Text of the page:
Owing to the improper and abusive usage of antimicrobial agents, the emergence and spread of multidrug-resistant strains have become a serious threat to public health worldwide. Current studies indicated that Cronobacter spp. seemed to be less resistance to commonly used antibiotics compared to other foodborne pathogens such as Listeria monocytogenes, Campylobacter jejuni, and Salmonella spp. (Wang et al., 2013; Han et al., 2016; Komora et al., 2017). However, drug resistant strains of Cronobacter spp. were found in several studies (Lee et al., 2012; Xu et al., 2015; Fei et al., 2017), some of which were characterized as multidrug-resistant strains (Kilonzo-Nthenge et al., 2012). Therefore, it is necessary to investigate the antibiotic resistance of Cronobacter spp. recovered from various food samples in order to classify the patterns of resistance and to formulate an effective strategy to prevent the potential spread of these strains.
In recent years, attachment and biofilm formation of foodborne pathogens has become a matter of increasing concern for food safety research because the high likelihoods of potential cross-contamination may lead to serious food safety problems (Simoes et al., 2010). Recently, some researchers have found that strains of Cronobacter spp. were able to form biofilms on many kinds of materials such as stainless steel, polyvinyl chloride, silicone, and polycarbonate (Jo et al., 2010; Park and Kang, 2014). Established biofilms are very difficult to remove due to the tolerance to sanitizing agents, and thereby pose a potential health risk to human health because microorganisms within biofilms might result in a persistent release of bacteria to foods and environment. The aim of the present study was to investigate the genetic diversity, by MLST and serotyping, the antimicrobial susceptibility, and biofilm formation of 40 Cronobacter isolates from spices and cereals.
Materials and Methods
Strain Collection, Culture Condition, and DNA Extraction
A total of 40 Cronobacter isolates recovered from spices and cereal food samples in China between September 2014 and June 2015 were analyzed (Table 1). Twenty-one strains were from spices and 19 from cereals. These strains have been confirmed as Cronobacter spp. by genus specific PCR confirmation based on the outer membrane protein A (OmpA) and internal transcribed spacer (ITS) gene, and 16S rRNA sequencing in our previous work (Li Y. H. et al., 2016; Li et al., 2017). The bacterial strains were routinely grown in Tryptic Soy Broth (TSB; QingDao Hope Bio-technology Co., Ltd, Qingdao, China) at 37°C overnight without shaking. Then genomic DNA was extracted with the EZNA Genomic DNA Isolation Kit (Omega Bio-Tek, Doraville, USA) according to the manufacturer's protocols.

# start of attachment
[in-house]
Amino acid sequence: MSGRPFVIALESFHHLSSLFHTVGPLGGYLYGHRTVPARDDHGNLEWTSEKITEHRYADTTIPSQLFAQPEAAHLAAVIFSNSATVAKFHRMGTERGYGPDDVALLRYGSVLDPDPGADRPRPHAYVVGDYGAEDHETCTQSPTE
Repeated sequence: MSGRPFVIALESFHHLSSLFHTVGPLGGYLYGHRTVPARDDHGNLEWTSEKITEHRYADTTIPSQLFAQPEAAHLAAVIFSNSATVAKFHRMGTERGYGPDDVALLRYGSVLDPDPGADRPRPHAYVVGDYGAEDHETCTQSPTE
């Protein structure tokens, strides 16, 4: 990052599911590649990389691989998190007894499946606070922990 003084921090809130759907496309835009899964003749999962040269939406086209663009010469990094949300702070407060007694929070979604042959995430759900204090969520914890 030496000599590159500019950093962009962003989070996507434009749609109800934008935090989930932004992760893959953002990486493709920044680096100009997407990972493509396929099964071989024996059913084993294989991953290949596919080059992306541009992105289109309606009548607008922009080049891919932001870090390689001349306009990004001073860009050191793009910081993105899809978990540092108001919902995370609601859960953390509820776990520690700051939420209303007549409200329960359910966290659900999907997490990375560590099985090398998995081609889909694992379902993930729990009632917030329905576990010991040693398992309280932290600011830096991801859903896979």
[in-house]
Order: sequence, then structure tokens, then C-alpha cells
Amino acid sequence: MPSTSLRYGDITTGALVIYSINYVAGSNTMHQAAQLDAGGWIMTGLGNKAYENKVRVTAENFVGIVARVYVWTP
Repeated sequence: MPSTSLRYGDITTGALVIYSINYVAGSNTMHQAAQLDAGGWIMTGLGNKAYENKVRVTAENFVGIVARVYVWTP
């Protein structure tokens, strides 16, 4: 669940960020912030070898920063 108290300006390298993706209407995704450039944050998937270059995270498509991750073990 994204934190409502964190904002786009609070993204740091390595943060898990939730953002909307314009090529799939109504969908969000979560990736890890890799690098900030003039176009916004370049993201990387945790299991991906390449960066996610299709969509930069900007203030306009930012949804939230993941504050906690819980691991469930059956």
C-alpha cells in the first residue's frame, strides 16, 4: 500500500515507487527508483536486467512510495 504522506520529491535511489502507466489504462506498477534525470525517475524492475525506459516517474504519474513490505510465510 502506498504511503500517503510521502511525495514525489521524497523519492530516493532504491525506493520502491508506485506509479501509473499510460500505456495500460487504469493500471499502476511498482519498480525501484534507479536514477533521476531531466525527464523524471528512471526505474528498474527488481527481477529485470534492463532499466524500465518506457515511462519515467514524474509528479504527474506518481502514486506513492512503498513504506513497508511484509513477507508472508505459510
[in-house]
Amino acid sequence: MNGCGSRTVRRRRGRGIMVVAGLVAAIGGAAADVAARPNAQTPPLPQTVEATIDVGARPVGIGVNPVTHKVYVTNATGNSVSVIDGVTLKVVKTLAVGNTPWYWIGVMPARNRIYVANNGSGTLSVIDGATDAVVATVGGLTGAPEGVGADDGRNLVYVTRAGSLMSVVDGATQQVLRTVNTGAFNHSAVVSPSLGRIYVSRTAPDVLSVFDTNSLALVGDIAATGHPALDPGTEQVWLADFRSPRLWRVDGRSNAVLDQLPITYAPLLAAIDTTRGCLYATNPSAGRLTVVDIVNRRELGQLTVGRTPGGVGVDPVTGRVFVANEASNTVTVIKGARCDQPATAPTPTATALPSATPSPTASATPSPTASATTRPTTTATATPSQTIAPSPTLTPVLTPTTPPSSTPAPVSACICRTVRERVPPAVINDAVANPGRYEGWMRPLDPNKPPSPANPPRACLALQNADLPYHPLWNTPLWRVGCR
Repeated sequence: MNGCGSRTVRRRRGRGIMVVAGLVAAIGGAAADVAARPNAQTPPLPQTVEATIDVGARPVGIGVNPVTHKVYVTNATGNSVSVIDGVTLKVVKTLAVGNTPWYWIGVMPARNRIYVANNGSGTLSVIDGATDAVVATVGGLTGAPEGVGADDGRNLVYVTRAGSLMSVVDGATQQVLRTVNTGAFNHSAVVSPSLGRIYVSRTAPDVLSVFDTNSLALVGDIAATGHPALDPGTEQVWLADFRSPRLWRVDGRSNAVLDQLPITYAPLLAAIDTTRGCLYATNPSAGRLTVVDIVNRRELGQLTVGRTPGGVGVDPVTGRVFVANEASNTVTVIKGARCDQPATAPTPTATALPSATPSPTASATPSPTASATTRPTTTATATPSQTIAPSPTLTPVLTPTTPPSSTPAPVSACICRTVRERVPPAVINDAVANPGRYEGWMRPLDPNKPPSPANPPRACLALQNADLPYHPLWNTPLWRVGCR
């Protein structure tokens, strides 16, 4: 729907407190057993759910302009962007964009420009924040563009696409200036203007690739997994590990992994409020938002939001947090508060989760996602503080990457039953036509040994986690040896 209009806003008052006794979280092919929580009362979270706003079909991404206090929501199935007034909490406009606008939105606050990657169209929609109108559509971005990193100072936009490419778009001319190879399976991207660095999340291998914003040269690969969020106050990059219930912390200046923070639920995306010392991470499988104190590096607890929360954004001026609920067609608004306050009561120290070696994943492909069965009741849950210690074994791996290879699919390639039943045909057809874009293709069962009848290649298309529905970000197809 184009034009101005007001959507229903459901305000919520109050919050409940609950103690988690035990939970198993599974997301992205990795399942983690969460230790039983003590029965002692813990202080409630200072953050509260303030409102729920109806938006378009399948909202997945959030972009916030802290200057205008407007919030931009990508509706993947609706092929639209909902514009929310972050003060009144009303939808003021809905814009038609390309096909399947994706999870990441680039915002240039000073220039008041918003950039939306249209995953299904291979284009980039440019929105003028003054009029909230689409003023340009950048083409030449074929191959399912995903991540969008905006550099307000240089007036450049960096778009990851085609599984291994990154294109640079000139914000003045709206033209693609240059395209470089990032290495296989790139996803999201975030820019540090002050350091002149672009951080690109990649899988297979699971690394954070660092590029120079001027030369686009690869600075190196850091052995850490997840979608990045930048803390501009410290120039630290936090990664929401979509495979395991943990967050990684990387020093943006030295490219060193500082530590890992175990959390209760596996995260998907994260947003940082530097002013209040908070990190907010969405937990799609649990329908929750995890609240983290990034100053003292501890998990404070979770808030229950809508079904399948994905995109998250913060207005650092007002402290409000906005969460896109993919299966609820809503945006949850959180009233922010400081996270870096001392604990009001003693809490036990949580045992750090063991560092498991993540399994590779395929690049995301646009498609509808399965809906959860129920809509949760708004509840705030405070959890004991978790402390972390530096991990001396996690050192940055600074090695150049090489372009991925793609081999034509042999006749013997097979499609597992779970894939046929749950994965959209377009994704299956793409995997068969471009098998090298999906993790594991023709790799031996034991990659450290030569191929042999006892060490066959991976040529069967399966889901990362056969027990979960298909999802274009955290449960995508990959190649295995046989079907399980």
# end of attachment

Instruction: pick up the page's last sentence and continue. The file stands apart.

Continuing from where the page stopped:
Table 1. Molecular identification and biofilm formation profiles of Cronobacter strains used in this study.
Multilocus Sequence Typing and Sequence Analysis
MLST was performed by PCR amplification and sequencing of the fragments of typically 7 housekeeping genes (atpD, fusA, glnS, gltB, gyrB, inf B, and ppsA) (Baldwin et al., 2009). Alleles and STs were assigned in accordance with the Cronobacter MLST database website (http://pubmlst.org/cronobacter/). The fusA allele sequence analysis was also performed with the aim to identify and differentiate the isolates into species as previously described (Alsonosi et al., 2015; Brandão et al., 2017).
O-Antigen Serotype Analysis
The serotypes of Cronobacter isolates obtained from spices and cereals in the present study were determined using the PCR-based O-antigen serotyping technique as previously described (Sun et al., 2012a,b; Jarvis et al., 2013). Primers and PCR cycling conditions used for serotyping of Cronobacter strains are listed in Table 2.
Antimicrobial Susceptibility Testing
Antimicrobial susceptibility testing of Cronobacter strains was investigated by the Kirby-Bauer disk diffusion method using Mueller-Hinton agar (Hangzhou Microbial Reagent Co., Ltd, Hangzhou, China) according to the recommendations of the Clinical and Laboratory Standards Institute (CLSI, 2012). Thirteen antibiotics were tested: ampicillin (10 μg), ticarcillin-clavulanic acid (75:10 μg), cefixime (5 μg), amikacin (30 μg), gentamicin (10 μg), tetracycline (30 μg), ciprofloxacin (5 μg), nitrofurantoin (300 μg), chloramphenicol (30 μg), meropenem (10 μg), aztreonam (30 μg), ceftriaxone (30 μg), trimethoprim (5 μg). All Cronobacter isolates and the two quality control strains (Escherichia coli ATCC 29522 and Staphylococcus aureus ATCC 29213) were grown in nutrient agar plates (Hangzhou Microbial Reagent Co., Ltd, Hangzhou, China) at 37°C overnight during antimicrobial susceptibility testing.
Biofilm Formation Assay
Microtiter plate assays (MPA) were performed to investigate the biofilm-forming ability of Cronobacter strains with minor modification, as previously described (Lee et al., 2012). Briefly, overnight cultures (1 ml) of Cronobacter strains (n = 40) were transferred to fresh TSB at 37°C for about 2 h in a shaking incubator. Subsequently, 200 μl of cell suspension (OD600 ≈ 0.3) was transferred into sterile 96-well flat bottom polystyrene microplates (Corning Inc., Corning, NY, USA). The plates were incubated statically at 37°C for 48 h. Then the microtiter plates were gently washed three times with 250 μl of sterile distilled water and dried at room temperature. The biofilm was stained with 200 μl of 0.1% crystal violet solution for 30 min and washed three times with 250 μl sterile water. After drying, the crystal violet was liberated by 200 μl of 95% ethanol following 10 min incubation at room temperature. Finally, the sterile TSB was used as negative control and the optical density (OD) value of each well was measured at 595 nm with a microplate reader (Bio-Tek Instruments, Winooski, VT, USA). All the experiments were performed three times.